- Consent – there would be new provisions stating that, unless the person concerned gives consent, personal information may not be used within the organization except for the purposes for which it was collected. And this consent would have to be given expressly when it concerns sensitive personal information. There would be further clarification regarding consent. For instance, consent would have to be clear, free and informed and be given for specific purposes, and be requested for each such purpose, in clear and simple language and separately from any other information provided to the person concerned. If the person concerned so requests, assistance would have to be provided to help the person understand the scope of the consent requested. Moreover, no person may communicate to a third person the personal information held on another person, unless the person concerned consents to, or the Québec Private Sector Act provides for, such communication. And this consent would have to be given expressly when it concerns sensitive personal information. Information is “sensitive” if, due to its nature or the context of its use or communication, it entails a high level of reasonable expectation of privacy.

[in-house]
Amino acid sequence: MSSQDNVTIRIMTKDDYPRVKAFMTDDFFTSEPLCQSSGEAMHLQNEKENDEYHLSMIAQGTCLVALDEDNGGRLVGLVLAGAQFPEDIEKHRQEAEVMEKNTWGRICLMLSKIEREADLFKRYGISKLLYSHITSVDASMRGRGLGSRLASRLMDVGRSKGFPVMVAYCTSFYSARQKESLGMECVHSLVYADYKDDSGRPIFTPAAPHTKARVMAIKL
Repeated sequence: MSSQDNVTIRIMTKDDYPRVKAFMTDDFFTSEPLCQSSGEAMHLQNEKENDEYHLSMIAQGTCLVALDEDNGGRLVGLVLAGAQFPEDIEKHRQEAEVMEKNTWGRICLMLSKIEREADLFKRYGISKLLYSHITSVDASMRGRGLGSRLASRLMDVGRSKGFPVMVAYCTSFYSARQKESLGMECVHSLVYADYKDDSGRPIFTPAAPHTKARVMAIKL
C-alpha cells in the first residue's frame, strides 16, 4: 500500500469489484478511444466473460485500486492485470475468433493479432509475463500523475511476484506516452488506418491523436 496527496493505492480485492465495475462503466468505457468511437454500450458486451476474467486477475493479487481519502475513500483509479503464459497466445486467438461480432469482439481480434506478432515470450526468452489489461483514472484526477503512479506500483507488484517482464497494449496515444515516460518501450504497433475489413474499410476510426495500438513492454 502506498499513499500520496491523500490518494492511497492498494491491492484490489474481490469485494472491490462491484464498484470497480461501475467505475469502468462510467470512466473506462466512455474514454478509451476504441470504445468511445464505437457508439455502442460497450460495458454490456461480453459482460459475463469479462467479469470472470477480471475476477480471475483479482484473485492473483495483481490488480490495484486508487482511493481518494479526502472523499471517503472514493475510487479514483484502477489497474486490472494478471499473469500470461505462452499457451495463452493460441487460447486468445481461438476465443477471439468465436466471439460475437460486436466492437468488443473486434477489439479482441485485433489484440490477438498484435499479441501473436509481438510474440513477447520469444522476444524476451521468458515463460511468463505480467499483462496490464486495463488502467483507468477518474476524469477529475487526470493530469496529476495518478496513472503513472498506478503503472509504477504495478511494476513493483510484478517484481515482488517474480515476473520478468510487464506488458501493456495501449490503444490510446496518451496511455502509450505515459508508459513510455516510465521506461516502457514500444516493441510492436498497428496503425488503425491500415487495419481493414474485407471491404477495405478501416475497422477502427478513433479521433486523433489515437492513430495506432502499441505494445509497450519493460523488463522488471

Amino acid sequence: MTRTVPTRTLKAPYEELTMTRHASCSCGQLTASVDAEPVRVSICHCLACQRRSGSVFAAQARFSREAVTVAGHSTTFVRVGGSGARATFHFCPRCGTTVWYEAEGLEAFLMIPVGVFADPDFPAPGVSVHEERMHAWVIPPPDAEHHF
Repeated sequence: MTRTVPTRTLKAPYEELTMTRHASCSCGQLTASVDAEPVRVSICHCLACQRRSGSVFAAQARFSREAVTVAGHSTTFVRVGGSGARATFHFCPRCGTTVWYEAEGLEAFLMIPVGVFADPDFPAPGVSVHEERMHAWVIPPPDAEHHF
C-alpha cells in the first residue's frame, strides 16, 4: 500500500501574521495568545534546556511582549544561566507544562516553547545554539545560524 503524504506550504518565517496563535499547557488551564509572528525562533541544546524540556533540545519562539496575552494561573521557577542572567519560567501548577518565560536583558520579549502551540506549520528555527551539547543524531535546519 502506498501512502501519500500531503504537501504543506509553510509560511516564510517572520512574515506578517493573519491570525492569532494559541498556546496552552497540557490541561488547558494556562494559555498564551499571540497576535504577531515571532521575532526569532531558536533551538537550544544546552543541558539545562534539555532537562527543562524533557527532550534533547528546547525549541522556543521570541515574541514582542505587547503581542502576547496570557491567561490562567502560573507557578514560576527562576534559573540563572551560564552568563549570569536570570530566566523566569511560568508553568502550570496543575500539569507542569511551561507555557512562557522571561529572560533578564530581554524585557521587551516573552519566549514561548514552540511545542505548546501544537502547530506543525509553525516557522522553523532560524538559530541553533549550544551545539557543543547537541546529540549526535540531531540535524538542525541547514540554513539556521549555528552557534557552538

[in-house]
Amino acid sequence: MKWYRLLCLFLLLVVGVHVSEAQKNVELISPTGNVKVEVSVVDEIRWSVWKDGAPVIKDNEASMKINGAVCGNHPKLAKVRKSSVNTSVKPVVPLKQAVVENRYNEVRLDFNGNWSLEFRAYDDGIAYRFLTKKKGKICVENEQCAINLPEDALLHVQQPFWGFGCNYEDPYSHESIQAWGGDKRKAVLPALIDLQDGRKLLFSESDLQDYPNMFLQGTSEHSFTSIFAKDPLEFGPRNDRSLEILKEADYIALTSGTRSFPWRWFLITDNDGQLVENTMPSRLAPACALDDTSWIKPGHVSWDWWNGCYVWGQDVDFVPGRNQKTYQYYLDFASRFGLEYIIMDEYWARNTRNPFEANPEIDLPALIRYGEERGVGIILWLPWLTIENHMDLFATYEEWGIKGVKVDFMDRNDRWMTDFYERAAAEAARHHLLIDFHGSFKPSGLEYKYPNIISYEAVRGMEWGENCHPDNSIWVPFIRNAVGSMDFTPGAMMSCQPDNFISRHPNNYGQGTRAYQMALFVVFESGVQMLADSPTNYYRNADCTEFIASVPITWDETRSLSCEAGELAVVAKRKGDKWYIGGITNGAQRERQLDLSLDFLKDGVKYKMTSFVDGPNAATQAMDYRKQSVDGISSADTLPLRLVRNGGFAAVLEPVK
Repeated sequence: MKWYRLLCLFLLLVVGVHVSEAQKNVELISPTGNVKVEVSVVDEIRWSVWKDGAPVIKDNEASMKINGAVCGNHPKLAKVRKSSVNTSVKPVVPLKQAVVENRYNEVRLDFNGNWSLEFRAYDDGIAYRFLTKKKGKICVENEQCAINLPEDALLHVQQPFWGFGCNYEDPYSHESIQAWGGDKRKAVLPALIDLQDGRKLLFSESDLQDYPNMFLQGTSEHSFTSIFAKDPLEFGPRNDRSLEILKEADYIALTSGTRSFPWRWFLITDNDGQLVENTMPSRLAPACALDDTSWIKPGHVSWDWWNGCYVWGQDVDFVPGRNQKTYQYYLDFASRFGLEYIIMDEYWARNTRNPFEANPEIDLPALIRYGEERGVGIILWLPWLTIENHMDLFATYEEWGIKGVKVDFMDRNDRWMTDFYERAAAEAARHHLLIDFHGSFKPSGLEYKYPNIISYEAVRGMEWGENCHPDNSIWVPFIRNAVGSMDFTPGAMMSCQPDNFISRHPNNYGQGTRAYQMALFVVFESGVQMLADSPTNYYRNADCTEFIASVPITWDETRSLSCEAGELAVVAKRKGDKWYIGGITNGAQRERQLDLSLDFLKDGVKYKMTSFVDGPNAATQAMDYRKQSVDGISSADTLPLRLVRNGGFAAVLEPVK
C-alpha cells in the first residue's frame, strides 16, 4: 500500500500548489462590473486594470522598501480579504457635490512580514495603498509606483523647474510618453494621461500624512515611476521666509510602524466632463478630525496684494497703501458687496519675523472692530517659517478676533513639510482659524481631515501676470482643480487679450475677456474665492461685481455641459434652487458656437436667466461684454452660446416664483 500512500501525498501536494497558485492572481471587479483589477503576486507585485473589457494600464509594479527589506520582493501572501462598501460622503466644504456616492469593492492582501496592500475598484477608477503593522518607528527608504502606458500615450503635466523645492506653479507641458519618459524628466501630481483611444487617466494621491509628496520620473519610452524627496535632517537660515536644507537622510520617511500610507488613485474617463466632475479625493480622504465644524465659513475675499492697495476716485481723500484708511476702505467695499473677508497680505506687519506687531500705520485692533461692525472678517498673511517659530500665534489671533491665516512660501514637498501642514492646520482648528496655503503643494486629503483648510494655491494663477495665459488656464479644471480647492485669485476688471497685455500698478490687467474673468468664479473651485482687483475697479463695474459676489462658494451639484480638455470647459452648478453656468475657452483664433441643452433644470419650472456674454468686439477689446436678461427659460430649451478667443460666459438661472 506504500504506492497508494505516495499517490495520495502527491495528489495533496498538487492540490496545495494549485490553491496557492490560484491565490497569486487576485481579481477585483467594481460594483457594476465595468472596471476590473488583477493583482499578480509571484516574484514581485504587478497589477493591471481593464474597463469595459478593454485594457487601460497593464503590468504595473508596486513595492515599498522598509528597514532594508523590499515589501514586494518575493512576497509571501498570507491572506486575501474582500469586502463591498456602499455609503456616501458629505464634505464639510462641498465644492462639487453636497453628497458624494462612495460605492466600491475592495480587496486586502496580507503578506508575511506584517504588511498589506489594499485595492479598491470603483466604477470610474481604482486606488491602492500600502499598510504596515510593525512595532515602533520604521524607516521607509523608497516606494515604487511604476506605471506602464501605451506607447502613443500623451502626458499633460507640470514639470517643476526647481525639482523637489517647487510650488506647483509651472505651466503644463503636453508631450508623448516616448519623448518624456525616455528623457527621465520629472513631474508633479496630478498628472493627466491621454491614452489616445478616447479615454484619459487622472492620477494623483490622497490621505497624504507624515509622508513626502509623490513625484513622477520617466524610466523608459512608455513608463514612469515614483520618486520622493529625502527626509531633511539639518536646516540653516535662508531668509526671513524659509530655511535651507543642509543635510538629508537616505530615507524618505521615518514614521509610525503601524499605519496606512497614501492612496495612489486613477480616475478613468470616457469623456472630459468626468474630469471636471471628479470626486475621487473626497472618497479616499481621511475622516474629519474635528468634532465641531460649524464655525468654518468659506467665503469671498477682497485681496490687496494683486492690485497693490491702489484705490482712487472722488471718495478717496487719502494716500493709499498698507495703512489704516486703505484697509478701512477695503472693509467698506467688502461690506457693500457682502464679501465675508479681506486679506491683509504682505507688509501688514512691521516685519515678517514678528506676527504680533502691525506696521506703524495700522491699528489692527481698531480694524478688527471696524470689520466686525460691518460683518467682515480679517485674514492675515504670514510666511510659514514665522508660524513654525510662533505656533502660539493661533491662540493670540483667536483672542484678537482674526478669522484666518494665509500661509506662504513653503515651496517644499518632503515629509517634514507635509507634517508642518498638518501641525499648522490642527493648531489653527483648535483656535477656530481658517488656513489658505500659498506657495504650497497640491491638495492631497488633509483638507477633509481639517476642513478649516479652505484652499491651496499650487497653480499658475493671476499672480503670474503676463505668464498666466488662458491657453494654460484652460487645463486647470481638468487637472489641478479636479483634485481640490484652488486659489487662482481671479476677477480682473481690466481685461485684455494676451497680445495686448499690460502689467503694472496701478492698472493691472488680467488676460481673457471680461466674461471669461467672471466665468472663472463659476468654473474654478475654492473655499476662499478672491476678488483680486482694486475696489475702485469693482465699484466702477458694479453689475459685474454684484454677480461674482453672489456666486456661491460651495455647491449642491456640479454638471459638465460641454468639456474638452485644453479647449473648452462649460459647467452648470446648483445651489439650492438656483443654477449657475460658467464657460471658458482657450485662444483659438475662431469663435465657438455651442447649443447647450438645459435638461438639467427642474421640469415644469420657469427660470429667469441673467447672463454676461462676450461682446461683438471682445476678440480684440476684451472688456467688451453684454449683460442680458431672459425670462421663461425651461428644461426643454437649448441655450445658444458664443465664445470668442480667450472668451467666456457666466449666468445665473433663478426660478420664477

- Impact assessments – organizations would be required to conduct an assessment of the privacy-related factors of any information system project or electronic service delivery project involving the collection, use, communication, keeping or destruction of personal information. And in doing so, the person must consult the person in charge of the protection of personal information within the organization from the outset of the project. This involves reviewing the project to identify any legal requirements, privacy risks, and ways to address the risks through the use of appropriate safeguards and measures.
- Highest level of confidentiality by default – organizations would be required to use privacy by design, meaning that the privacy rights of individuals must be considered, respected, and accounted for at all times, right from the outset. It is interesting to note that the phrase, “highest confidentiality by default” is not defined.